• View in gallery

    A phylogenetic tree of dengue virus type 1 (DENV-1). The phylogenetic tree is based on the complete E-gene sequences of 85 strains of DENV-1 including 57 Taiwan isolates from imported and indigenous dengue cases during 2008–2010. The tree was constructed by the maximum likelihood method and the general time-reversible model. Bootstrap support values greater than 75 are shown. The Taiwan isolates from imported cases during 2008–2010 are designated in boldface. The Taiwan isolates from indigenous cases are designated in boldface and solid triangle (▲). Viruses were identified by using the nomenclature of serotype/country/strain/year of isolation/GenBank accession number. The scale bar on the left indicates substitutions per site.

  • View in gallery

    A phylogenetic tree of dengue virus type 2 (DENV-2). The phylogenetic tree is based on the complete E-gene sequences of 75 strains of DENV-2 including 54 Taiwan isolates from imported and indigenous dengue cases during 2008–2010. See the legend of Figure 1 for other details.

  • View in gallery

    A phylogenetic tree of dengue virus type 3 (DENV-3). The phylogenetic tree is based on the complete E-gene sequences of 63 strains of DENV-3 including 38 Taiwan isolates from imported and indigenous dengue cases during 2008–2010. See the legend of Figure 1 for other details.

  • View in gallery

    A phylogenetic tree of dengue virus type 4 (DENV-4). The phylogenetic tree is based on the complete E-gene sequences of 44 strains of DENV-4 including 23 Taiwan isolates from imported and indigenous dengue cases during 2008–2010. See the legend of Figure 1 for other details.

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Molecular Characterization and Phylogenetic Analysis of Dengue Viruses Imported into Taiwan during 2008–2010

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  • Research and Diagnostic Center, Centers for Disease Control, Department of Health, Taipei, Taiwan, Republic of China

We present our surveillance results on imported dengue cases in Taiwan during 2008–2010. A total of 734 imported dengue patients were identified. The travelers were arriving from 18 countries, including Southeast Asia, the Indian subcontinent, South Pacific islands, and Latin America. Gene sequences from 358 dengue virus (DENV) isolates were used to perform phylogenetic analyses, thus, providing an updated view of the geographic distribution and dynamic transmission of DENV strains circulating in these countries. Our results suggest that the DENV-1 genotype I and DENV-2 Cosmopolitan genotype comprise the predominant DENV strains circulating in Southeast Asian countries. The DENV-3 Genotype III strain was found to be newly emerging in several Southeast Asian countries, however, the Asian genotype 2 and the Asian/American genotype of DENV-2 strains appeared to be less prevalent in Southeast Asia. Furthermore, imported dengue viruses are representative of the overall patterns of serotype/genotype frequencies of dengue outbreaks that occurred in Taiwan.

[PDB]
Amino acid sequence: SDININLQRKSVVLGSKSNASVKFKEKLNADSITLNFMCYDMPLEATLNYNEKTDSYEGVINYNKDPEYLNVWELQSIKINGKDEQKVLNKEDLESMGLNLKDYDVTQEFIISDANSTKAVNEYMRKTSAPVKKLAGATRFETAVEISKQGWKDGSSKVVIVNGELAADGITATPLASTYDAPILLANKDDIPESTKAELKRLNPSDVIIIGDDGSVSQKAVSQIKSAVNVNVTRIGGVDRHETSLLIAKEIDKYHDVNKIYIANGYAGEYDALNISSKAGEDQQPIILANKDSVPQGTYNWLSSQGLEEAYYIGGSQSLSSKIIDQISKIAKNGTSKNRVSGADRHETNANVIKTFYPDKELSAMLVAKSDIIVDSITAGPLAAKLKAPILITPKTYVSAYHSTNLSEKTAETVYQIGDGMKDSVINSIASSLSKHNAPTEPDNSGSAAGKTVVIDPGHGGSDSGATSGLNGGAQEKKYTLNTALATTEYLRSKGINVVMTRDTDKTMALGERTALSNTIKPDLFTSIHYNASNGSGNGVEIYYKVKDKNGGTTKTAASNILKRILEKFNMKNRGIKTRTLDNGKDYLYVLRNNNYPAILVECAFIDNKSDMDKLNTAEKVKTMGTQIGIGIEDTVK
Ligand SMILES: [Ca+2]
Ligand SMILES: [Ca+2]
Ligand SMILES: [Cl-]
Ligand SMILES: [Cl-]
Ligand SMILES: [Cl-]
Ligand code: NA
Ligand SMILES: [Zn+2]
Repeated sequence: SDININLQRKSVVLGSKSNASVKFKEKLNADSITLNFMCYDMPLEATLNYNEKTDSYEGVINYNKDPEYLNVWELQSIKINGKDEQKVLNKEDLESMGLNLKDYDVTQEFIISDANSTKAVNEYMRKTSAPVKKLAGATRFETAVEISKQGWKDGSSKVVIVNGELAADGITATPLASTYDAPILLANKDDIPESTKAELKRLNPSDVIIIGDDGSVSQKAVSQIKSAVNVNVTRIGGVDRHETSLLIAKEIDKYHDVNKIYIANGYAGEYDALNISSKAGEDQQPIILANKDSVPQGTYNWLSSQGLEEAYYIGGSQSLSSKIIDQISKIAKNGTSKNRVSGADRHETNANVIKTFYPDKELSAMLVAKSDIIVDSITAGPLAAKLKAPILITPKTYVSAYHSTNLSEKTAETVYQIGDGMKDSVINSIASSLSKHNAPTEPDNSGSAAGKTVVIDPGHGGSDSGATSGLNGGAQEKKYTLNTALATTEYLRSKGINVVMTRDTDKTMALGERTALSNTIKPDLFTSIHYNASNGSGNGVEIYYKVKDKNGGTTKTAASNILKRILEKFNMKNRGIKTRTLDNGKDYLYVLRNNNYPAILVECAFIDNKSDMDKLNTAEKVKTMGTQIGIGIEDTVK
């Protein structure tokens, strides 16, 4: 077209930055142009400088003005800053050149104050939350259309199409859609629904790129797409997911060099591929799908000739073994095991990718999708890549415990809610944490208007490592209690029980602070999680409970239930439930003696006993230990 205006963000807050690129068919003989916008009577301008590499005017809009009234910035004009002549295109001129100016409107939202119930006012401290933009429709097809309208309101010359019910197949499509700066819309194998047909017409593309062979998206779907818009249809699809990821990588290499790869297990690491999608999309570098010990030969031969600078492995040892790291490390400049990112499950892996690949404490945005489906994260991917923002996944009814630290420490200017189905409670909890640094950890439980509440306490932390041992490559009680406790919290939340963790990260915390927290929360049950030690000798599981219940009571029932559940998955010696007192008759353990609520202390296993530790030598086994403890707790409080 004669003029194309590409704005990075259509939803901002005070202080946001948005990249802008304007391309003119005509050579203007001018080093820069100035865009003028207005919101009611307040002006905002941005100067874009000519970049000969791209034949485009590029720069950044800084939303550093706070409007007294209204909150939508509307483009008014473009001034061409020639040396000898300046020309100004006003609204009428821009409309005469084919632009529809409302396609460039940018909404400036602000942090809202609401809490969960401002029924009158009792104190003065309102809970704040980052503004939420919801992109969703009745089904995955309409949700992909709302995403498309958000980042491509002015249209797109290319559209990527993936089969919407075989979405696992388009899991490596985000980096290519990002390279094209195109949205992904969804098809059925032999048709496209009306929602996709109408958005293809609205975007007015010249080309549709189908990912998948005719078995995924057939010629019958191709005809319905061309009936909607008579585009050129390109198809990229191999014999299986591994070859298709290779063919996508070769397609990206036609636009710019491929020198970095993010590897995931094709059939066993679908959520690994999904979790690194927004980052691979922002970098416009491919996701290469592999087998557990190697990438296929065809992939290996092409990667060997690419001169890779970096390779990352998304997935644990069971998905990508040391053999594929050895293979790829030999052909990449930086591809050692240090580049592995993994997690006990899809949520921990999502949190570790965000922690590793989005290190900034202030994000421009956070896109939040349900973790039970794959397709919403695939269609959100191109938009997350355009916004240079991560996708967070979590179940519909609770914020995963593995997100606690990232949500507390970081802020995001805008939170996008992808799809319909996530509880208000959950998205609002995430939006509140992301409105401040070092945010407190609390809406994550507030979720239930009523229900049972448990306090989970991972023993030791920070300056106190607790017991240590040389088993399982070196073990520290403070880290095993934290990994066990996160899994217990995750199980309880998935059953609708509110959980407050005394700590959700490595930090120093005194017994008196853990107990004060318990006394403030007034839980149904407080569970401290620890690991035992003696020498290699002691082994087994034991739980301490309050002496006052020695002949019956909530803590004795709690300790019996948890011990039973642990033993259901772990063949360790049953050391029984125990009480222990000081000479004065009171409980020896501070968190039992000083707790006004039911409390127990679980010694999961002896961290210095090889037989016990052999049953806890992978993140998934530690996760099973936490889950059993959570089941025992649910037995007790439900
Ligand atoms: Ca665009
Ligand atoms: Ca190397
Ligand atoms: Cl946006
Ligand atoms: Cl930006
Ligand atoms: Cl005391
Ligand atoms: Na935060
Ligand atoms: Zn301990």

Introduction

Dengue is the most prevalent arthropod-borne viral infection of humans in tropical and subtropical countries around the world. The incidence of dengue has grown dramatically in recent decades. Approximately 2.5 billion people are now at risk for dengue, and there are an estimated 50 million dengue infections worldwide every year.1 The disease symptoms can vary and include asymptomatic cases, febrile disease, classic dengue fever (DF), and complications such as dengue hemorrhagic fever (DHF) or dengue shock syndrome (DSS). Dengue virus (DENV) belongs to the genus Flavivirus in the family Flaviviridae. The DENV genome consists of a single-stranded, positive-sense RNA, which is ∼11 kb and contains a long open reading frame encoding three structural proteins (capsid [C], premembrane/membrane [M], and envelope [E] proteins), and seven nonstructural proteins.2,3 There are four genetically and antigenically distinct DENV serotypes (DENV-1 through DENV-4). The DENVs are transmitted to humans through the bite of an infective female Aedes mosquitoes.4 In recent decades, the number of reported dengue cases worldwide and the number of countries with endemic dengue has increased dramatically. At fault for this increase is the growing habitat of the mosquito vectors Aedes sp., the growing number of susceptible human hosts, and a higher DENV exposure caused by rapid and frequent global travel.5,6

Dengue is endemic to most Southeast Asian countries. These countries endure nearly 75% of the current global dengue disease burden.7 High numbers of cases are reported each year, and all four DENV strains currently circulate. With the increase in worldwide travel, the rapid expansion of DENV strains to different parts of the world has been well documented.814 Studies on imported dengue cases can provided useful information for the geographic distribution and global movement of DENV strains.